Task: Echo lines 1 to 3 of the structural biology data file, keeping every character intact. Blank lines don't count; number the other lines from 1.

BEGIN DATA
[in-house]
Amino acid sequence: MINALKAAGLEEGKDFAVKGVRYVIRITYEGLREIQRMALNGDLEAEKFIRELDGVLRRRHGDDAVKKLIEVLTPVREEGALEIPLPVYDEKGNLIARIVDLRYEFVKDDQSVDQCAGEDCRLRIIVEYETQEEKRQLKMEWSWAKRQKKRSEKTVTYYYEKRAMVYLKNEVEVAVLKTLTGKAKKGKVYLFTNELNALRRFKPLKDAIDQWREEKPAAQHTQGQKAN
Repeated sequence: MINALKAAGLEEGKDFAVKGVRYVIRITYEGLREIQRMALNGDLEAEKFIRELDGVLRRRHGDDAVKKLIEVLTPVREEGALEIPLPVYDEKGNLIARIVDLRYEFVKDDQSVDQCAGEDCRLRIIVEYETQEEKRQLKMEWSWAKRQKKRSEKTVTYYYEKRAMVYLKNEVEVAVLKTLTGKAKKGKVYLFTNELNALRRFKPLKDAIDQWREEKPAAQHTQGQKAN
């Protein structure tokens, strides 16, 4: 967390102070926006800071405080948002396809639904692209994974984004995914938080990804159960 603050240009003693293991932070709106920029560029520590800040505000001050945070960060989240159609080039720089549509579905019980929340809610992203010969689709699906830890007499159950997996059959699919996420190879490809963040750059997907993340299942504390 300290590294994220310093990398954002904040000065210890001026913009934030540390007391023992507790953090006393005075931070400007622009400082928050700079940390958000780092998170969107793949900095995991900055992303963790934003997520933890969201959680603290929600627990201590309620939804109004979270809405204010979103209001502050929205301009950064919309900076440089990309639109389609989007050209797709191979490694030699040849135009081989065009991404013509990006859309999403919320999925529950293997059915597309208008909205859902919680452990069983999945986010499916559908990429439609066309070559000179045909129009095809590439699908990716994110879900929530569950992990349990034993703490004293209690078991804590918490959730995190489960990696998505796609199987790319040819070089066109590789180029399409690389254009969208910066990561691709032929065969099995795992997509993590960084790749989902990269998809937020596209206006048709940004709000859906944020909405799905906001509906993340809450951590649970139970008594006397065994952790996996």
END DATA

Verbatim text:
[in-house]
Amino acid sequence: MINALKAAGLEEGKDFAVKGVRYVIRITYEGLREIQRMALNGDLEAEKFIRELDGVLRRRHGDDAVKKLIEVLTPVREEGALEIPLPVYDEKGNLIARIVDLRYEFVKDDQSVDQCAGEDCRLRIIVEYETQEEKRQLKMEWSWAKRQKKRSEKTVTYYYEKRAMVYLKNEVEVAVLKTLTGKAKKGKVYLFTNELNALRRFKPLKDAIDQWREEKPAAQHTQGQKAN
Repeated sequence: MINALKAAGLEEGKDFAVKGVRYVIRITYEGLREIQRMALNGDLEAEKFIRELDGVLRRRHGDDAVKKLIEVLTPVREEGALEIPLPVYDEKGNLIARIVDLRYEFVKDDQSVDQCAGEDCRLRIIVEYETQEEKRQLKMEWSWAKRQKKRSEKTVTYYYEKRAMVYLKNEVEVAVLKTLTGKAKKGKVYLFTNELNALRRFKPLKDAIDQWREEKPAAQHTQGQKAN